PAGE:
But, there is nothing in the Act obligating the promoters to make any disclosures of their profits in respect of private placements of public companies unless it involves 50 persons or more (with the exception of non-banking financial companies or public financial institutions), as well as the private companies. These offers are considered as not being calculated to result directly or indirectly in the shares or debentures becoming available for subscription or purchase by persons other than those receiving the offer or invitation; or otherwise as being a domestic concern of the persons making and receiving the offer or invitation. Section 65(5) of the Act specifically declares so in relation to private companies, leading to the obvious conclusion that promoters are absolutely free to do what they please, and it is not a concern of the Act in that behalf in that sphere of shareholders; but, the case law forming part of Company Law on the subject makes no similar concession and therefore the promoter is bound to use his position in relation to the company, whether it is public or private and whether the placement is private or public, in its interest and in good faith, and to abstain from vitiating the contract for shares or debentures by fraud, misrepresentation or undue influence in respect of his deals vis-a-vis the company, from the moment he becomes a promoter and thus a fiduciary agent, insofar as he intends and actually does draw out the funds subscribed by the shareholders or the debenture-holders towards consideration in his deals, Burland v. Earle6. This duty continues until the profits are fully disclosed, Emma Silver Mining Co. v. Lewis7. It is quite lawful for a promoter to sell his property to the company promoted by him subject to such disclosures, Omnium Electric Palaces Ltd. v. Baines.8

Promoters status
In Weavers Mills v. Balkis Ammal,9 it was held: As to the exact legal status of promoters, the statutory provisions, both in England and in this country, are silent in most parts except for a couple of Sections in the Specific Relief Act, both old and new one. It appears that a promoter is neither an agent nor a trustee of the company under incorporation but certain fiduciary duties are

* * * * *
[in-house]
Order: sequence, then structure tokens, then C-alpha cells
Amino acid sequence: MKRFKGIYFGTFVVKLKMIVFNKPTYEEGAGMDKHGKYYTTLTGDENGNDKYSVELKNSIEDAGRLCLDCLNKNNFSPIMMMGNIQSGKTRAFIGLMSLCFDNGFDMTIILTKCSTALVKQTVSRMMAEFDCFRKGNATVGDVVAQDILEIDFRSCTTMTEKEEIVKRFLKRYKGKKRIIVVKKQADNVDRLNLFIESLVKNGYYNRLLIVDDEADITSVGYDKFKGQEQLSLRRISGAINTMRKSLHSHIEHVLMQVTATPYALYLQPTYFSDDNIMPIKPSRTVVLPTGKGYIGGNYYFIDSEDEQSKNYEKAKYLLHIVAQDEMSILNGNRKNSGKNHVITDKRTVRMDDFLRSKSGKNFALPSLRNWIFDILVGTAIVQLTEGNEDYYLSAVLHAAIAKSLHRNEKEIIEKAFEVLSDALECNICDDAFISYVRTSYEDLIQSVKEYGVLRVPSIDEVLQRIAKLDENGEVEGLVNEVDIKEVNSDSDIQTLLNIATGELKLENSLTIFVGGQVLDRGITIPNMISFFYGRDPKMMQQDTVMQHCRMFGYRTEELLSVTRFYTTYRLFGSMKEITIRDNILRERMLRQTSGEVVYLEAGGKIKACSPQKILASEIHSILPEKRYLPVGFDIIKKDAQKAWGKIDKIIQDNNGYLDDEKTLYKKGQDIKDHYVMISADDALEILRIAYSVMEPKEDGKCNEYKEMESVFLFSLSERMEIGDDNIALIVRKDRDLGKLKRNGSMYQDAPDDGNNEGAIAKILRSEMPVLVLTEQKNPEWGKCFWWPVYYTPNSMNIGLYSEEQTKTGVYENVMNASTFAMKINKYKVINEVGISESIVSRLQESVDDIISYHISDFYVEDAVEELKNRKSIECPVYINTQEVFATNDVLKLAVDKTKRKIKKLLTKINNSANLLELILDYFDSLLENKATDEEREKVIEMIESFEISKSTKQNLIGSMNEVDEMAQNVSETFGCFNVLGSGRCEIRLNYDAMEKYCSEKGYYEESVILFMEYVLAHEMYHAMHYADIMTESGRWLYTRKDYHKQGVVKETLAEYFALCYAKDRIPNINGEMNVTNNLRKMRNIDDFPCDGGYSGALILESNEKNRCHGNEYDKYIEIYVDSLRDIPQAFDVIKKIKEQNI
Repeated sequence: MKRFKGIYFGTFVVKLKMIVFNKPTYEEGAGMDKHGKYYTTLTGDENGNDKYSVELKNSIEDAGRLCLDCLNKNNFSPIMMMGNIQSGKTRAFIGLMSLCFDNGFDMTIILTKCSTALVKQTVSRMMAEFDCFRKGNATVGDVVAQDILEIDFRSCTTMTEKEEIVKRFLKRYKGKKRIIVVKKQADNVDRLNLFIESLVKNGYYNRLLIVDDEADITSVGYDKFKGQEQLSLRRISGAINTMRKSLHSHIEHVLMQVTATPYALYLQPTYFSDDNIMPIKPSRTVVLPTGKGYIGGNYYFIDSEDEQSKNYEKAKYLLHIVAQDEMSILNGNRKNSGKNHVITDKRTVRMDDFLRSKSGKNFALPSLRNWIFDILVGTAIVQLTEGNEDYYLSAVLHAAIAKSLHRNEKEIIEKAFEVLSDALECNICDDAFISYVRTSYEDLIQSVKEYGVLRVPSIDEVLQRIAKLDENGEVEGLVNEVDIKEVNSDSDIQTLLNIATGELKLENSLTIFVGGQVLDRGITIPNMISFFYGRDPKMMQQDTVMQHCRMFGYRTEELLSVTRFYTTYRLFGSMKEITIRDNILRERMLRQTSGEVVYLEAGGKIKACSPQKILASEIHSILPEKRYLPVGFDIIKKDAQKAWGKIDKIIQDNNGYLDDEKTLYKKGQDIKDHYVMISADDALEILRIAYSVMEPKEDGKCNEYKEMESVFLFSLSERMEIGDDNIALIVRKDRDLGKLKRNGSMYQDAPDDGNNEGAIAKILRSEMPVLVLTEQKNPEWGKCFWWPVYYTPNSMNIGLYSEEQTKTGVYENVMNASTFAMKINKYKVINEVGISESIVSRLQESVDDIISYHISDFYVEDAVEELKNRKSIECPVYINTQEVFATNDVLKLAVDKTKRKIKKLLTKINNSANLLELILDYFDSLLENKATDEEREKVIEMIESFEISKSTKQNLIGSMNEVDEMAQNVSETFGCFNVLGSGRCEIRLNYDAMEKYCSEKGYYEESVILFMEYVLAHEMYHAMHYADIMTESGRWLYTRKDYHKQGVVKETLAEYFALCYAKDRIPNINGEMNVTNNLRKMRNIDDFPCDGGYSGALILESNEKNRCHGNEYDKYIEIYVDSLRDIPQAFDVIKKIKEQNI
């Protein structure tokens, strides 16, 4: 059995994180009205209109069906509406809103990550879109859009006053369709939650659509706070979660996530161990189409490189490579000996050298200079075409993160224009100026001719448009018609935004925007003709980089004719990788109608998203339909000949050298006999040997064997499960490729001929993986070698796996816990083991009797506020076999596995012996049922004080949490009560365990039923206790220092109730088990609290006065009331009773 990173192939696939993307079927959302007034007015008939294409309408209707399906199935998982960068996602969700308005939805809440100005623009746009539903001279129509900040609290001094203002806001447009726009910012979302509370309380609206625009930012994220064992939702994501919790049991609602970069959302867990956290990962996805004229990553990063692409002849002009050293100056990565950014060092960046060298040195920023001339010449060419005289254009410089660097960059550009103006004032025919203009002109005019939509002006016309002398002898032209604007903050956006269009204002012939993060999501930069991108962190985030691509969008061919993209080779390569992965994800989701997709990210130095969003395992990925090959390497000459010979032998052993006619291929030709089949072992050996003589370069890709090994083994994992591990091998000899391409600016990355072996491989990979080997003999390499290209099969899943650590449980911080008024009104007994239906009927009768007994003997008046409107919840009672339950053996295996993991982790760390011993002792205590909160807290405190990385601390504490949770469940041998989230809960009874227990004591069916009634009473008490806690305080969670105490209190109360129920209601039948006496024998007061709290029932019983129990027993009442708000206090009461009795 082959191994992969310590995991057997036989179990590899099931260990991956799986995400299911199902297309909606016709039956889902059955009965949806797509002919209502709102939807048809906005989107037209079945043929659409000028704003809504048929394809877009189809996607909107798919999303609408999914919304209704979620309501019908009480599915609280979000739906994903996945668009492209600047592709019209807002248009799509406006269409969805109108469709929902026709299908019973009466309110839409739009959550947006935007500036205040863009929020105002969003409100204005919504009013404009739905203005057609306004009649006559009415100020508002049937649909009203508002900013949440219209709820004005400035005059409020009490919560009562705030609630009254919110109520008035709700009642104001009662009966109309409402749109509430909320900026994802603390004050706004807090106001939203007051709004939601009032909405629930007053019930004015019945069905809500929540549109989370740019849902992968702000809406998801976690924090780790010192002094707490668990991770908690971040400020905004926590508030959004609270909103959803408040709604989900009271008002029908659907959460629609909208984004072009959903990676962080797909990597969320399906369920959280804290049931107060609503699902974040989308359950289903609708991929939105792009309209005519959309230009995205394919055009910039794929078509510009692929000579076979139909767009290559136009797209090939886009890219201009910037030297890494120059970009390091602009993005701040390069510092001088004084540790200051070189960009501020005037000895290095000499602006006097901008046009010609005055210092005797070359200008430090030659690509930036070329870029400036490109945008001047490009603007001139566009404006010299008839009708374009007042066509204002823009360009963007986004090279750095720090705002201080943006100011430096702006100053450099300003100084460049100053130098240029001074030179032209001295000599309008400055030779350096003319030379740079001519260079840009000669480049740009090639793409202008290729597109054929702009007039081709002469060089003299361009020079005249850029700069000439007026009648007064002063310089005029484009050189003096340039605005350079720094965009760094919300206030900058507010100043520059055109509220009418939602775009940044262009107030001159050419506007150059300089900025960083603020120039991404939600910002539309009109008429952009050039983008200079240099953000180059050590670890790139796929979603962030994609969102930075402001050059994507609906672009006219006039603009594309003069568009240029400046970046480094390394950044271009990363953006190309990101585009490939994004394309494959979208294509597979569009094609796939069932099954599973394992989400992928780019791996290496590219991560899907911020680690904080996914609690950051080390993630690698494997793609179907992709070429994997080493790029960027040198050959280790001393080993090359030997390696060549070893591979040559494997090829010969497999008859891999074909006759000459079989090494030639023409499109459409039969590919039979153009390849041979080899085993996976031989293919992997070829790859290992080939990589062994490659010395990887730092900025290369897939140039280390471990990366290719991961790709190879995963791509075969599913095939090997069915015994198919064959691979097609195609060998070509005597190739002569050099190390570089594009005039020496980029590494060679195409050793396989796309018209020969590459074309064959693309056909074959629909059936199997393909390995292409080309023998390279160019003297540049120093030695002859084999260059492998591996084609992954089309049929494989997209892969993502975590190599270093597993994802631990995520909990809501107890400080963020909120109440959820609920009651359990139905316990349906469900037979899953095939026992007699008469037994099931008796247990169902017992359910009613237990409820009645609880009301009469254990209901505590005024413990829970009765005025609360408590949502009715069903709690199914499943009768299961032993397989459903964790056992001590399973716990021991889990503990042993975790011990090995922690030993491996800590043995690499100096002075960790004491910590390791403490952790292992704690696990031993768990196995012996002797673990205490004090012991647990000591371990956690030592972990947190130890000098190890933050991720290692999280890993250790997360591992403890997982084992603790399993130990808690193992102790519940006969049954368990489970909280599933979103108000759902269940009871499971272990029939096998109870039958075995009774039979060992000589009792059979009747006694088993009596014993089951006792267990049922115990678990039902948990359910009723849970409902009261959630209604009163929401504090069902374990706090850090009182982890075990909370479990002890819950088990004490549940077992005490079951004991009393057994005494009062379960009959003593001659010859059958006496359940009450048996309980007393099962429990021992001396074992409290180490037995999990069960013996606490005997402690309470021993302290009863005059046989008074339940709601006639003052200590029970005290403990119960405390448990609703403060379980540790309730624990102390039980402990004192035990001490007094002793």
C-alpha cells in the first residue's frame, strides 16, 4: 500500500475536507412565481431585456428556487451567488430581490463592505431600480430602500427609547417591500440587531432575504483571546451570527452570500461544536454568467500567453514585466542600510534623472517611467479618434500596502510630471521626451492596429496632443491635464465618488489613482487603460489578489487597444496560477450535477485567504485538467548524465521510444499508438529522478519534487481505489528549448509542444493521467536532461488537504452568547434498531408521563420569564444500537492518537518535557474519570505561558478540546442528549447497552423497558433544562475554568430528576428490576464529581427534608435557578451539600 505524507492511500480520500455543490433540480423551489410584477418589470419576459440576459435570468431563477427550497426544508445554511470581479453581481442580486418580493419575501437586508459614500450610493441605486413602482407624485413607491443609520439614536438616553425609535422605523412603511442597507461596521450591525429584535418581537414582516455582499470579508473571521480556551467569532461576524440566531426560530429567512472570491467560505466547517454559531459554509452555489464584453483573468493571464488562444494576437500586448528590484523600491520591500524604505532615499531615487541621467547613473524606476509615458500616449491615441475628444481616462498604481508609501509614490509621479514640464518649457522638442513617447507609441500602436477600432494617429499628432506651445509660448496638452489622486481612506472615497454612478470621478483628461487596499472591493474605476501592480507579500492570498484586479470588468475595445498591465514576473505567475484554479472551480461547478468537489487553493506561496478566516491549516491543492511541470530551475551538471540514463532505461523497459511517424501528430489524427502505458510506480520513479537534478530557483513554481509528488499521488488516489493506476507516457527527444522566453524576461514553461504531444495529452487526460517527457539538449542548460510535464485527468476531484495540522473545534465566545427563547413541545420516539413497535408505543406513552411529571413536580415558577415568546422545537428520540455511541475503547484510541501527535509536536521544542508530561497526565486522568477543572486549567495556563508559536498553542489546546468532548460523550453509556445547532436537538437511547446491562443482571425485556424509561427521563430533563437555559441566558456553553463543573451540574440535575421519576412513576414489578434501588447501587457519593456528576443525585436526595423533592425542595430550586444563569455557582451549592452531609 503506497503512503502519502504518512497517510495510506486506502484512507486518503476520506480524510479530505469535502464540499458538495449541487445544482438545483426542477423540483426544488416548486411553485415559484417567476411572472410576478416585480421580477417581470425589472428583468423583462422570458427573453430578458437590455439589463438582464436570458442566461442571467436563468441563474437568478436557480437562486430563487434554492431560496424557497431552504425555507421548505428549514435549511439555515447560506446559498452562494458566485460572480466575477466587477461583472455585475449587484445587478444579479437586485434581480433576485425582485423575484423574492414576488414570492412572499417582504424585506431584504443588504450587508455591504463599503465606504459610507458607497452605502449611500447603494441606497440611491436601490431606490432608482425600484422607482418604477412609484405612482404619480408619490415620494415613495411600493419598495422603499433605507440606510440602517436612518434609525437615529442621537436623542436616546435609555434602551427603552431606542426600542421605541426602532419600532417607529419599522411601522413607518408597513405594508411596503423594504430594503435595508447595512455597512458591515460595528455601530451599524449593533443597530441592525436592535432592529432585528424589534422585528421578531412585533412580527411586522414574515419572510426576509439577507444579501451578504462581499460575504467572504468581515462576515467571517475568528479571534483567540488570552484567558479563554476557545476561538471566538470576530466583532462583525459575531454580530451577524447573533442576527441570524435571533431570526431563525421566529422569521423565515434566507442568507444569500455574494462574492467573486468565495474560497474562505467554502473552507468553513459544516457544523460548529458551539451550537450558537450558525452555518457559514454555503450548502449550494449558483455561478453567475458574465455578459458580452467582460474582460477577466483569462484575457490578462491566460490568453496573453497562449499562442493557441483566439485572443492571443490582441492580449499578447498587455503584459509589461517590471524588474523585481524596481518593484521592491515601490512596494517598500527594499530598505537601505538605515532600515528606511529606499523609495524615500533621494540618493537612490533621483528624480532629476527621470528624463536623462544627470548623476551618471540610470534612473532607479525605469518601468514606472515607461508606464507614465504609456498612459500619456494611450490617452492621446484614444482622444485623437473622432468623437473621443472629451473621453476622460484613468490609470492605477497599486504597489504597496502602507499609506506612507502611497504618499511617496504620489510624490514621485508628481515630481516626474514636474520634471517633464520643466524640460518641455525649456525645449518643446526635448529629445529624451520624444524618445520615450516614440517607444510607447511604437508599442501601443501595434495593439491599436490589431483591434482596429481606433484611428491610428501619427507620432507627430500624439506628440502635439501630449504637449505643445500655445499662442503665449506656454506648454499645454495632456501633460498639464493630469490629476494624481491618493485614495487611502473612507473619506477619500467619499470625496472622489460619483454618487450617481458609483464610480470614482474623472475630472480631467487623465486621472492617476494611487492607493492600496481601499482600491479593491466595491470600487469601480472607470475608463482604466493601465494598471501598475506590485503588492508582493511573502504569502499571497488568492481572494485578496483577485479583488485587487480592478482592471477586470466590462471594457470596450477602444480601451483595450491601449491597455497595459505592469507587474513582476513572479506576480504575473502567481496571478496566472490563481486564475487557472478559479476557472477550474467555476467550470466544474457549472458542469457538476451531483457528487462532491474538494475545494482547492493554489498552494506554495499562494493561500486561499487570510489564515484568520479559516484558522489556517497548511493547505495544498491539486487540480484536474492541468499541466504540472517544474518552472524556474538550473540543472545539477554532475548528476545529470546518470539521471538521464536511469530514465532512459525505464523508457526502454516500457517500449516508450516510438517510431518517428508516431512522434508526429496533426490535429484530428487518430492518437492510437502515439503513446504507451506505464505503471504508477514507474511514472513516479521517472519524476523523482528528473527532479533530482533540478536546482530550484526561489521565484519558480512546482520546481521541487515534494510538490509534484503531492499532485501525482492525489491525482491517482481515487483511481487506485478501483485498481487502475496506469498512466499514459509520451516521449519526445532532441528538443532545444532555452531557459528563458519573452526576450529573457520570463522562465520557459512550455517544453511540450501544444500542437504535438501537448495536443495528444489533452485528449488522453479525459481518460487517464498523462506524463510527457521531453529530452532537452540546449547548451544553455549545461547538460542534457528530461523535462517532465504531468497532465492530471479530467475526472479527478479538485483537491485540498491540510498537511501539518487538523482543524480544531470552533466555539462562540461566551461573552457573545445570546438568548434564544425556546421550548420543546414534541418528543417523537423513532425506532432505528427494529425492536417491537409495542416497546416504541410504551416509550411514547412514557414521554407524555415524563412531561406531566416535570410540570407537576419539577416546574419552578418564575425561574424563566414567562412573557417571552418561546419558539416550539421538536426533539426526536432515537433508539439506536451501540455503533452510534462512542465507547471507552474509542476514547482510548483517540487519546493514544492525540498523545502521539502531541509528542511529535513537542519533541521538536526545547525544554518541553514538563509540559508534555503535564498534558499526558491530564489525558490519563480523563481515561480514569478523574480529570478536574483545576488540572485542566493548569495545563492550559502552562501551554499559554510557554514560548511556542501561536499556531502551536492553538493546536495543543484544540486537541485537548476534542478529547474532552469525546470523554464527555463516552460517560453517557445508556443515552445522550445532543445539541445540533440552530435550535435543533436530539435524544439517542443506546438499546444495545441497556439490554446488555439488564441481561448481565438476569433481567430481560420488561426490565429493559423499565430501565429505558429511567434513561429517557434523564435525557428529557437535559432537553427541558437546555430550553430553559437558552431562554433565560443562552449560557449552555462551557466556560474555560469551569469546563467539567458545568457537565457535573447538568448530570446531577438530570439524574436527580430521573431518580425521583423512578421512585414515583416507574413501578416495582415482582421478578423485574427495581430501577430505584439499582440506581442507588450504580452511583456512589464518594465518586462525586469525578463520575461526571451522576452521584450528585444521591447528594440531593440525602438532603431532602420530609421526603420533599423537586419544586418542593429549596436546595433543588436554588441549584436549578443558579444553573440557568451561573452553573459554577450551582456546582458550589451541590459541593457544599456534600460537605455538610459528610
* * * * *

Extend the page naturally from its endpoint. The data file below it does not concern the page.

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[1902] AC 83 (PC) (1879) 4 CPD 396 8 [1914] 1 Ch 332 CA.


9

AIR 1969 Mad. 462

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imposed on him under the English Companies Act, 1948 and the Indian Companies Act, 1956. He is not an agent because there is no principal and he is not a trustee as there is no cestui-quetrust. It is on this ground that the doctrine of ratification by the company was regarded as inapplicable to the actual promoter vis--vis the company under incorporation. The reference to Specific Relief Act both old and new one is to Specific Relief Act, 1963 and the earlier Act of 1877 repealed by it. In that case, the company after incorporation took possession of the properties purchased by the promoters on its behalf and improved them showing that the company adopted the promoters contract, and therefore, it was held that the property was of the companys. Where promotion of a company begins and ends are all questions of fact. For being considered as a promoter, a person need not necessarily be the one associated with the initial formation of the company, and the association could be at a much later stage when another person is arranged to be a director, or when the actual capital is raised by way of placement of shares, or the preliminary agreements are negotiated.